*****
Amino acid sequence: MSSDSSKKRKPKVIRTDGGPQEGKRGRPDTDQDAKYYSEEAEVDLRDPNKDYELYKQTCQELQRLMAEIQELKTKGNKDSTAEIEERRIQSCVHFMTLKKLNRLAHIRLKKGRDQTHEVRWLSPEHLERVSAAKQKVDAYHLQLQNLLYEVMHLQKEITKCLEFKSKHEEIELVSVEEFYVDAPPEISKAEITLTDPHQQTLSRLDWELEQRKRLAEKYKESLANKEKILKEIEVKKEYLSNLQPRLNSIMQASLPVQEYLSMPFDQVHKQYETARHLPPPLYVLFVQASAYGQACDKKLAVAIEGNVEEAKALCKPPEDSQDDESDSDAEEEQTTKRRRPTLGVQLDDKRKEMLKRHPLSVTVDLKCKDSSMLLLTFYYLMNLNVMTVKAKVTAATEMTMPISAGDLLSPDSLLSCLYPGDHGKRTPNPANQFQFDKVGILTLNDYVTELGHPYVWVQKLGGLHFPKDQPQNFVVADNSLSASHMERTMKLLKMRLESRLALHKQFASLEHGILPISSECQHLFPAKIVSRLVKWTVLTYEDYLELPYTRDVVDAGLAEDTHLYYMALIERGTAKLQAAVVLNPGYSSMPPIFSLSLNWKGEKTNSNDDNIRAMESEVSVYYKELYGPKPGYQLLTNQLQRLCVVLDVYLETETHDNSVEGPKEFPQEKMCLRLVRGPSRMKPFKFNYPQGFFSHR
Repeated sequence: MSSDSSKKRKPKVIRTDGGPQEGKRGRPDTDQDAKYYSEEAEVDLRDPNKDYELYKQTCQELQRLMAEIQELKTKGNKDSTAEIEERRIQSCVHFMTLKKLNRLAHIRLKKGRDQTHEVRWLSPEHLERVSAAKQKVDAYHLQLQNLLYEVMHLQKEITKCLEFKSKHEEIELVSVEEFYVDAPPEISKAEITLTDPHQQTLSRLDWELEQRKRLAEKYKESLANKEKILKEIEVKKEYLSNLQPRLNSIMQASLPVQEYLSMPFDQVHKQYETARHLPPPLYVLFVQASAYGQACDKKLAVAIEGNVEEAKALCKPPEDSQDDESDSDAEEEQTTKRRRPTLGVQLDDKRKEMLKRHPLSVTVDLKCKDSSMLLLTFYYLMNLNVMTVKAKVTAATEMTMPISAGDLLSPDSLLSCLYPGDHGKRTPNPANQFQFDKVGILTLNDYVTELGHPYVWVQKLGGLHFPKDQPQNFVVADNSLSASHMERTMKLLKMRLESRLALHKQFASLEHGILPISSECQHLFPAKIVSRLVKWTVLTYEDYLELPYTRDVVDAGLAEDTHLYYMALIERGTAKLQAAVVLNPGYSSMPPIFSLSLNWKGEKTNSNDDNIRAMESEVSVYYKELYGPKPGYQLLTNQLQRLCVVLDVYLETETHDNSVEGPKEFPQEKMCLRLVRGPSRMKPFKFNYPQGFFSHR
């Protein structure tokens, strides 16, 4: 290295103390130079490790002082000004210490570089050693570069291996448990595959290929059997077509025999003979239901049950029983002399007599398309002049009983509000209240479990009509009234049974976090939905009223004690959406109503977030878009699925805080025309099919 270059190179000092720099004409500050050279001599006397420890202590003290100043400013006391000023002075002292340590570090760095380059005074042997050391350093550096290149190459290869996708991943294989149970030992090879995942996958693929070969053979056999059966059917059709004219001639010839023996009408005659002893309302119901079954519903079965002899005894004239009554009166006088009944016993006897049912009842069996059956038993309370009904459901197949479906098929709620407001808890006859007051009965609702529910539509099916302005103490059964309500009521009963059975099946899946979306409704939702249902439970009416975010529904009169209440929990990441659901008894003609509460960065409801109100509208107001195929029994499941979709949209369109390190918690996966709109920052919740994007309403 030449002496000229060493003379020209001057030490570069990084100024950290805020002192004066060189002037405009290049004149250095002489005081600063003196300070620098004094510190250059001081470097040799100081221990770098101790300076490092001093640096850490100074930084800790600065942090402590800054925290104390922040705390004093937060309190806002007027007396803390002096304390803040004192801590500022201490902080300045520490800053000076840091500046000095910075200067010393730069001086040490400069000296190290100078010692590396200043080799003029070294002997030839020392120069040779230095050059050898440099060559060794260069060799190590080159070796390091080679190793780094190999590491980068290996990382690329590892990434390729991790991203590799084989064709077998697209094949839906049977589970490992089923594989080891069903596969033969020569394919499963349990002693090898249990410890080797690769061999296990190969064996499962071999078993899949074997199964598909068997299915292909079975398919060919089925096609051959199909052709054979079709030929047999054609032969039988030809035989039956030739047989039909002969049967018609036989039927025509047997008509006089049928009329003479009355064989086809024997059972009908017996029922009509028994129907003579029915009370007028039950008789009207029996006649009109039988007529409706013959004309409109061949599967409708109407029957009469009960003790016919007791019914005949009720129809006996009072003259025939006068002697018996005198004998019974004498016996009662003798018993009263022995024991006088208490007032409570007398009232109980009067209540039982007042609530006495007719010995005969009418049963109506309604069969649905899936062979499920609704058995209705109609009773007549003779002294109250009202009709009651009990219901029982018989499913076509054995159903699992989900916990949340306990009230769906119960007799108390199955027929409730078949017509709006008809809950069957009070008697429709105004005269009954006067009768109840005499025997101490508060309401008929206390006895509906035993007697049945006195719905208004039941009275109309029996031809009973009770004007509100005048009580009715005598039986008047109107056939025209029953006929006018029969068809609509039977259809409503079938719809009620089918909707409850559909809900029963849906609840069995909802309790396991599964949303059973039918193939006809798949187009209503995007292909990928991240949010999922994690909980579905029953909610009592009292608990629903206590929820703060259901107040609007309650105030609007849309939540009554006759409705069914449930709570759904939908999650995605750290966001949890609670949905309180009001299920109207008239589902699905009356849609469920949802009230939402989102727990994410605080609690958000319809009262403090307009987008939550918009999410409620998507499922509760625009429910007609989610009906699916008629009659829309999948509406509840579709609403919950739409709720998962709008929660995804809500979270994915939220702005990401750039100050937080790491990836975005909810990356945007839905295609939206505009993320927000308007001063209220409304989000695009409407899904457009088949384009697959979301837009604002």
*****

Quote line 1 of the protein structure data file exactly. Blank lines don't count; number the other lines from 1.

Amino acid sequence: MSSDSSKKRKPKVIRTDGGPQEGKRGRPDTDQDAKYYSEEAEVDLRDPNKDYELYKQTCQELQRLMAEIQELKTKGNKDSTAEIEERRIQSCVHFMTLKKLNRLAHIRLKKGRDQTHEVRWLSPEHLERVSAAKQKVDAYHLQLQNLLYEVMHLQKEITKCLEFKSKHEEIELVSVEEFYVDAPPEISKAEITLTDPHQQTLSRLDWELEQRKRLAEKYKESLANKEKILKEIEVKKEYLSNLQPRLNSIMQASLPVQEYLSMPFDQVHKQYETARHLPPPLYVLFVQASAYGQACDKKLAVAIEGNVEEAKALCKPPEDSQDDESDSDAEEEQTTKRRRPTLGVQLDDKRKEMLKRHPLSVTVDLKCKDSSMLLLTFYYLMNLNVMTVKAKVTAATEMTMPISAGDLLSPDSLLSCLYPGDHGKRTPNPANQFQFDKVGILTLNDYVTELGHPYVWVQKLGGLHFPKDQPQNFVVADNSLSASHMERTMKLLKMRLESRLALHKQFASLEHGILPISSECQHLFPAKIVSRLVKWTVLTYEDYLELPYTRDVVDAGLAEDTHLYYMALIERGTAKLQAAVVLNPGYSSMPPIFSLSLNWKGEKTNSNDDNIRAMESEVSVYYKELYGPKPGYQLLTNQLQRLCVVLDVYLETETHDNSVEGPKEFPQEKMCLRLVRGPSRMKPFKFNYPQGFFSHR